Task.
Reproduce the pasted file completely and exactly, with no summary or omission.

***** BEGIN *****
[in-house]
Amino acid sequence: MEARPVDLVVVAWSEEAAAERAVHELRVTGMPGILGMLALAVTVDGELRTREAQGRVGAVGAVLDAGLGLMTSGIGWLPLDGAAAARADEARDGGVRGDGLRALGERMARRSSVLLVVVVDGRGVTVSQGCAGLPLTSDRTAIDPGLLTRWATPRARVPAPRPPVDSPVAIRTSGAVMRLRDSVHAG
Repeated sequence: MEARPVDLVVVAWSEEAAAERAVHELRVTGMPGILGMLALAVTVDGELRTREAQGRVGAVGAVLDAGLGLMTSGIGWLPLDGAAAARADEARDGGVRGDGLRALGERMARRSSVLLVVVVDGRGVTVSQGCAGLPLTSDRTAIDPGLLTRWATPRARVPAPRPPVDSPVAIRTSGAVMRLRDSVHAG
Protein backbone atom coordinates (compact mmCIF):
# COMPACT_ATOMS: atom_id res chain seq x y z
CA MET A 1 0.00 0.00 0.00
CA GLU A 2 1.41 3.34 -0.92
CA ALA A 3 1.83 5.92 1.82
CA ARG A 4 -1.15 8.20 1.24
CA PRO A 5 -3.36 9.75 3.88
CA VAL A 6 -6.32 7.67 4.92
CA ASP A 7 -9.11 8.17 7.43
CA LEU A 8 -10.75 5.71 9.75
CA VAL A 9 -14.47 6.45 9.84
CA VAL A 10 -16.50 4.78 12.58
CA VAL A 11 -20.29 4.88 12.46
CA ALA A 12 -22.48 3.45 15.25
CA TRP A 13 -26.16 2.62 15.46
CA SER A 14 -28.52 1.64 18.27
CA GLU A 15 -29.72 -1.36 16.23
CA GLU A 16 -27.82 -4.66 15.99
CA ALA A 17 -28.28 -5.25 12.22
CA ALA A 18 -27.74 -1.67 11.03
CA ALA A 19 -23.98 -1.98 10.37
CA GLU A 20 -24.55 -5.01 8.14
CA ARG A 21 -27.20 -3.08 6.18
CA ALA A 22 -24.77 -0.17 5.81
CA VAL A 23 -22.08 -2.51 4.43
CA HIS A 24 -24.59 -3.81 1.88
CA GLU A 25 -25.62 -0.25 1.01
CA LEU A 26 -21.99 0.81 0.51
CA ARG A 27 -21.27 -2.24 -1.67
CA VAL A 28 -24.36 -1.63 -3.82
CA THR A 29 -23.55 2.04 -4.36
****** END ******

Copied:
[in-house]
Amino acid sequence: MEARPVDLVVVAWSEEAAAERAVHELRVTGMPGILGMLALAVTVDGELRTREAQGRVGAVGAVLDAGLGLMTSGIGWLPLDGAAAARADEARDGGVRGDGLRALGERMARRSSVLLVVVVDGRGVTVSQGCAGLPLTSDRTAIDPGLLTRWATPRARVPAPRPPVDSPVAIRTSGAVMRLRDSVHAG
Repeated sequence: MEARPVDLVVVAWSEEAAAERAVHELRVTGMPGILGMLALAVTVDGELRTREAQGRVGAVGAVLDAGLGLMTSGIGWLPLDGAAAARADEARDGGVRGDGLRALGERMARRSSVLLVVVVDGRGVTVSQGCAGLPLTSDRTAIDPGLLTRWATPRARVPAPRPPVDSPVAIRTSGAVMRLRDSVHAG
Protein backbone atom coordinates (compact mmCIF):
# COMPACT_ATOMS: atom_id res chain seq x y z
CA MET A 1 0.00 0.00 0.00
CA GLU A 2 1.41 3.34 -0.92
CA ALA A 3 1.83 5.92 1.82
CA ARG A 4 -1.15 8.20 1.24
CA PRO A 5 -3.36 9.75 3.88
CA VAL A 6 -6.32 7.67 4.92
CA ASP A 7 -9.11 8.17 7.43
CA LEU A 8 -10.75 5.71 9.75
CA VAL A 9 -14.47 6.45 9.84
CA VAL A 10 -16.50 4.78 12.58
CA VAL A 11 -20.29 4.88 12.46
CA ALA A 12 -22.48 3.45 15.25
CA TRP A 13 -26.16 2.62 15.46
CA SER A 14 -28.52 1.64 18.27
CA GLU A 15 -29.72 -1.36 16.23
CA GLU A 16 -27.82 -4.66 15.99
CA ALA A 17 -28.28 -5.25 12.22
CA ALA A 18 -27.74 -1.67 11.03
CA ALA A 19 -23.98 -1.98 10.37
CA GLU A 20 -24.55 -5.01 8.14
CA ARG A 21 -27.20 -3.08 6.18
CA ALA A 22 -24.77 -0.17 5.81
CA VAL A 23 -22.08 -2.51 4.43
CA HIS A 24 -24.59 -3.81 1.88
CA GLU A 25 -25.62 -0.25 1.01
CA LEU A 26 -21.99 0.81 0.51
CA ARG A 27 -21.27 -2.24 -1.67
CA VAL A 28 -24.36 -1.63 -3.82
CA THR A 29 -23.55 2.04 -4.36